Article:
Terrie Curran, Phathom CEO (Credit: Arcutis)

Phath­om's old Take­da drug bests Pre­vacid in a PhI­II GI tri­al. Next stop? The FDA

There’s no time for rest in bio­phar­ma — at least not at Phath­om Phar­ma­ceu­ti­cals. Just over a month af­ter sub­mit­ting two NDAs for its lead acid-fight­er vono­prazan, the biotech is al­ready lin­ing up a third, and col­lect­ing an ex­tra $50 mil­lion to push things along.

Vono­prazan met its pri­ma­ry non-in­fe­ri­or­i­ty end­points in a Phase III study com­par­ing it to stan­dard-of-care Pre­vacid in a type of gas­troe­sophageal re­flux dis­ease (GERD) called ero­sive esophagi­tis (EE). It al­so proved su­pe­ri­or to the pop­u­lar heart­burn drug by mul­ti­ple mea­sures, in­clud­ing heal­ing rate and main­te­nance of heal­ing.

“The re­sults fur­ther so­lid­i­fy vono­prazan’s po­ten­tial to be the first ma­jor in­no­va­tion in the U.S. and Eu­ro­pean GERD mar­ket in more than 30 years,” CEO Ter­rie Cur­ran said in a state­ment.

Phath­om Phar­ma­ceu­ti­cals has come a long way since it was spun out of Take­da, with the help of Fra­zier, two years ago to han­dle the ex-Japan de­vel­op­ment of vono­prazan. Vono­prazan, dis­cov­ered by Take­da, is a P-CAB: a class of drugs that blocks the potas­si­um-bind­ing site of gas­tric hy­dro­gen potas­si­um AT­Pase (al­so known as the pro­ton pump), which is the en­zyme large­ly re­spon­si­ble for acid­i­fi­ca­tion of the stom­ach. It’s al­ready ap­proved in Japan to treat a va­ri­ety of acid-re­lat­ed con­di­tions, in­clud­ing EE.

The Phase III Phal­con-EE tri­al en­rolled just over 1,000 EE pa­tients in the US and Eu­rope, who were treat­ed with a 20 mg dose of vono­prazan in a heal­ing phase and one of two dos­es (10 mg or 20 mg) in a main­te­nance phase. In the heal­ing phase, vono­prazan proved non-in­fe­ri­or to Pre­vacid in terms of pa­tients who achieved com­plete heal­ing by Week 8, with a heal­ing rate of 93% in the vono­prazan arm com­pared to 85% in the Pre­vacid arm (p<0.0001). It al­so passed an ex­plorato­ry su­pe­ri­or­i­ty test, with a p-val­ue of 0.0001.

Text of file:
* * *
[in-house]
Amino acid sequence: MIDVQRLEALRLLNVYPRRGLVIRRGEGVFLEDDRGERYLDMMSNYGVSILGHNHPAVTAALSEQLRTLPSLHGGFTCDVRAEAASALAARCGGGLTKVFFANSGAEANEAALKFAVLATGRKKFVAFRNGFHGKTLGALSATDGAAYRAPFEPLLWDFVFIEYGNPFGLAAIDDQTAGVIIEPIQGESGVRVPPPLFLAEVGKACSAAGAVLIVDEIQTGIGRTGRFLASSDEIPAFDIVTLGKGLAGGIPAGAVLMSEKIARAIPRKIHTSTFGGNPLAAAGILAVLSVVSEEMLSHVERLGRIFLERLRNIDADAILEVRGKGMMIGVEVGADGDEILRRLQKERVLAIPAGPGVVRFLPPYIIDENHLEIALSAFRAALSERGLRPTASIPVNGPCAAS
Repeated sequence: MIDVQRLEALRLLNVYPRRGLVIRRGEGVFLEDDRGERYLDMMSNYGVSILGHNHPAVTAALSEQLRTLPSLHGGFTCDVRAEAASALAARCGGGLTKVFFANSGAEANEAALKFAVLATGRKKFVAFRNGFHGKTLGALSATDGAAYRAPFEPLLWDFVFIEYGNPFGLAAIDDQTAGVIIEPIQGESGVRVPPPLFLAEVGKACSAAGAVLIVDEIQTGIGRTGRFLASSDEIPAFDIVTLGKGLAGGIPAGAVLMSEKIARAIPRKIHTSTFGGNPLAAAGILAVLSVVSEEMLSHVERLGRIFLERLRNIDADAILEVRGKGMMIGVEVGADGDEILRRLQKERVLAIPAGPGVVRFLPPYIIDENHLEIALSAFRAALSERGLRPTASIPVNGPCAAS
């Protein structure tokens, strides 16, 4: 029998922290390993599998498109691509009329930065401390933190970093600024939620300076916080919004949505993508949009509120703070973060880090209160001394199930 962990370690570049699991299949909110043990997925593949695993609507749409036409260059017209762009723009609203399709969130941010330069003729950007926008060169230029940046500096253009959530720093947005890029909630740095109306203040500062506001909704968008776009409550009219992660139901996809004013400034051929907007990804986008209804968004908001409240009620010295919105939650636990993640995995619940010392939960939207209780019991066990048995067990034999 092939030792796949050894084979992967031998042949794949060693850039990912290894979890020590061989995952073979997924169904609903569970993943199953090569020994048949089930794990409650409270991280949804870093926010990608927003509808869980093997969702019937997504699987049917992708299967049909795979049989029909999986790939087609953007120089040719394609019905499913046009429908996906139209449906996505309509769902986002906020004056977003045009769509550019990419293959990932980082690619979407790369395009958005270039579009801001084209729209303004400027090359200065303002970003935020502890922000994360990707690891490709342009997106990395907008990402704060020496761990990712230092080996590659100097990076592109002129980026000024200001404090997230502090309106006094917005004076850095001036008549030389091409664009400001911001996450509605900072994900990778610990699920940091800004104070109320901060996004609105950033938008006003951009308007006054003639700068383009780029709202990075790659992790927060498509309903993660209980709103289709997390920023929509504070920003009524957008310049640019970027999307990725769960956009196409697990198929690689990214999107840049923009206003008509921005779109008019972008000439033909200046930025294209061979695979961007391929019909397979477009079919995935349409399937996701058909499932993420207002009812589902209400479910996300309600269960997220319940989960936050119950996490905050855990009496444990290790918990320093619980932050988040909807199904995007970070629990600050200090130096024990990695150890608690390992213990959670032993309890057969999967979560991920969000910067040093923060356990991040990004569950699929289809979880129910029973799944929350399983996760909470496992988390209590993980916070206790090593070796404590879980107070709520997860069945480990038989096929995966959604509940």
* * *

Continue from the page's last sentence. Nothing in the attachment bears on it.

Pa­tients on vono­prazan saw sig­nif­i­cant­ly faster heal­ing in this phase. How­ev­er, a su­pe­ri­or­i­ty test com­par­ing a 20 mg dose of vono­prazan to a 30 mg dose of Pre­vacid for sus­tained res­o­lu­tion of heart­burn by Day 3 did not turn up sta­tis­ti­cal­ly sig­nif­i­cant (p=0.2196).

Vono­prazan met the pri­ma­ry and all sec­ondary end­points in the main­te­nance phase, though, demon­strat­ing su­pe­ri­or­i­ty in main­te­nance of heal­ing (79% for vono­prazan 10 mg, 81% for vono­prazan 20 mg, and 72% for Pre­vacid). The p-val­ues there were less than 0.0001 for both non-in­fe­ri­or­i­ty com­par­isons, 0.0218 for the 10 mg su­pe­ri­or­i­ty test and 0.0068 for the 20 mg su­pe­ri­or­i­ty test.

Both vono­prazan dos­es al­so achieved su­pe­ri­or­i­ty in the per­cent­age of pa­tients with mod­er­ate-to-se­vere dis­ease who main­tained heal­ing of EE through Week 24 (75% for vono­prazan 10 mg, 77% for vono­prazan 20 mg, and 61% for Pre­vacid).

The fre­quen­cy of se­ri­ous ad­verse events were rough­ly the same in the 20 mg vono­prazan and Pre­vacid arms of the heal­ing phase, but about twice as high in the 20 mg vono­prazan arm of the main­te­nance phase, ac­cord­ing to Phath­om. How­ev­er, that does in­clude five pa­tients in the 20 mg arm who got Covid-19, which was un­re­lat­ed to the treat­ment.

The new da­ta will al­low Phath­om to sub­mit an NDA in the first half of next year, and trig­gers an ex­tra $50 mil­lion from its term loan fa­cil­i­ty with Her­cules Cap­i­tal.

It’s al­so good news for Catal­ent, which inked a deal to man­u­fac­ture the drug just a few weeks ago.

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In­no­v­a­tive MedTech De­mands Spe­cial­ist Clin­i­cal Tri­al Reg­u­la­to­ry Af­fairs and De­sign

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His­toric drug pric­ing re­forms pass; Pfiz­er ac­quires GBT; The long search for non-opi­oid pain drugs; and more

Welcome back to Endpoints Weekly, your review of the week’s top biopharma headlines. Want this in your inbox every Saturday morning? Current Endpoints readers can visit their reader profile to add Endpoints Weekly. New to Endpoints? Sign up here.

The Endpoints Weekly has officially crossed the 60,000 mark on subscribers — thanks to all of your support. As the editorial team grows, we’ve been able to do a lot more, with many of those on display this week. Be sure to check out Lei Lei Wu’s deep dive on pain R&D. If you missed it, you may also rewatch her companion panel here.

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Gold for adults, sil­ver for in­fants: Pfiz­er's Pre­vnar 2.0 head­ed to FDA months af­ter Mer­ck­'s green light

Pfizer was first to the finish line for the next-gen pneumococcal vaccine in adults, but Merck beat its rival with a jab for children in June.